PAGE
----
Sociodemographic variation in the use of chemotherapy and radiotherapy in patients with stage IV lung, oesophageal, stomach and pancreatic cancer: evidence from population-based data in England during 2013-2014.

Henson, Katherine E and Fry, Anna and Lyratzopoulos, Georgios and Peake, Michael and Roberts, Keith J and McPhail, Sean (2018) Sociodemographic variation in the use of chemotherapy and radiotherapy in patients with stage IV lung, oesophageal, stomach and pancreatic cancer: evidence from population-based data in England during 2013-2014. British journal of cancer, 118 (10). pp. 1382-1390. ISSN 1532-1827.

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Official URL: https://www.nature.com/articles/s41416-018-0028-7#...

Abstract

BACKGROUND

Sociodemographic inequalities in cancer treatment have been generally described, but there is little evidence regarding patients with advanced cancer. Understanding variation in the management of these patients may provide insights into likely mechanisms leading to inequalities in survival.

METHODS

We identified 50,232 patients with stage IV lung, oesophageal, pancreatic and stomach cancer from the English national cancer registry. A generalised linear model with a Poisson error structure was used to explore variation in radiotherapy and chemotherapy within 6 months from diagnosis by age, sex, deprivation, ethnicity, cancer site, comorbidity and, additionally, performance status.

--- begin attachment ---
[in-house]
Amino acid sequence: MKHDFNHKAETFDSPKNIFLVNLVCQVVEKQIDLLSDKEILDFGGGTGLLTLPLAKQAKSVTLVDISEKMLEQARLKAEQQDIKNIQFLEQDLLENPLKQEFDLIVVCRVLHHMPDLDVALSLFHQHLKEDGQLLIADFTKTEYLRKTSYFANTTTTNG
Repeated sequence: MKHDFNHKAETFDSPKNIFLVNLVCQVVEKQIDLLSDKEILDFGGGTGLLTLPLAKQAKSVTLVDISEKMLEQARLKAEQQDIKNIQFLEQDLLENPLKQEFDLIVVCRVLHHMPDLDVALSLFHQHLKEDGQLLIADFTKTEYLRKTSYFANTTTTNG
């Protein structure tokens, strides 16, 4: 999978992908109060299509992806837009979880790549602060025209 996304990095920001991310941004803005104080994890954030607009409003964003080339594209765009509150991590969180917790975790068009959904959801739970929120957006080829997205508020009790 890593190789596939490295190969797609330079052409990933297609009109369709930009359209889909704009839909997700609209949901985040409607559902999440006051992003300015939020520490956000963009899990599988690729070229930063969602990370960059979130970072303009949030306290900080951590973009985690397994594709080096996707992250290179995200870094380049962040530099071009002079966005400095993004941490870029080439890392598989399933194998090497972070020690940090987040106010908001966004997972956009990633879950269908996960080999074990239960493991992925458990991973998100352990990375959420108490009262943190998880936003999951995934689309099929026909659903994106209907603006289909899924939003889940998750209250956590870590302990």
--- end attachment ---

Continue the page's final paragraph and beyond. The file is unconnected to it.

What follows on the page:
RESULTS

There was substantial variation by cancer site, large gradients by age, and non-trivial associations with comorbidity and deprivation. After full adjustment, more deprived patients were consistently least likely to be treated with chemotherapy alone or chemotherapy and radiotherapy combined compared with less deprived patients with equally advanced disease stage (treatment rate ratio: 0.82 95% CI (0.78, 0.87) for CT, 0.78 95% CI (0.71, 0.85) for CTRT p < 0.0001).

CONCLUSIONS

There was marked variation in the management of patients with stage IV cancer. Routinely collected data could be used for surveillance across all cancers to help reduce treatment variation and optimise outcomes among patients with advanced cancer.

Item Type: Article
Subjects: QZ Pathology. Oncology
W Public health. Health statistics. Occupational health. Health education
Divisions: Planned IP Care
Related URLs:
Depositing User: Jennifer Manders
Date Deposited: 02 Jul 2019 15:27
Last Modified: 02 Jul 2019 15:27
URI: http://www.repository.heartofengland.nhs.uk/id/eprint/2203

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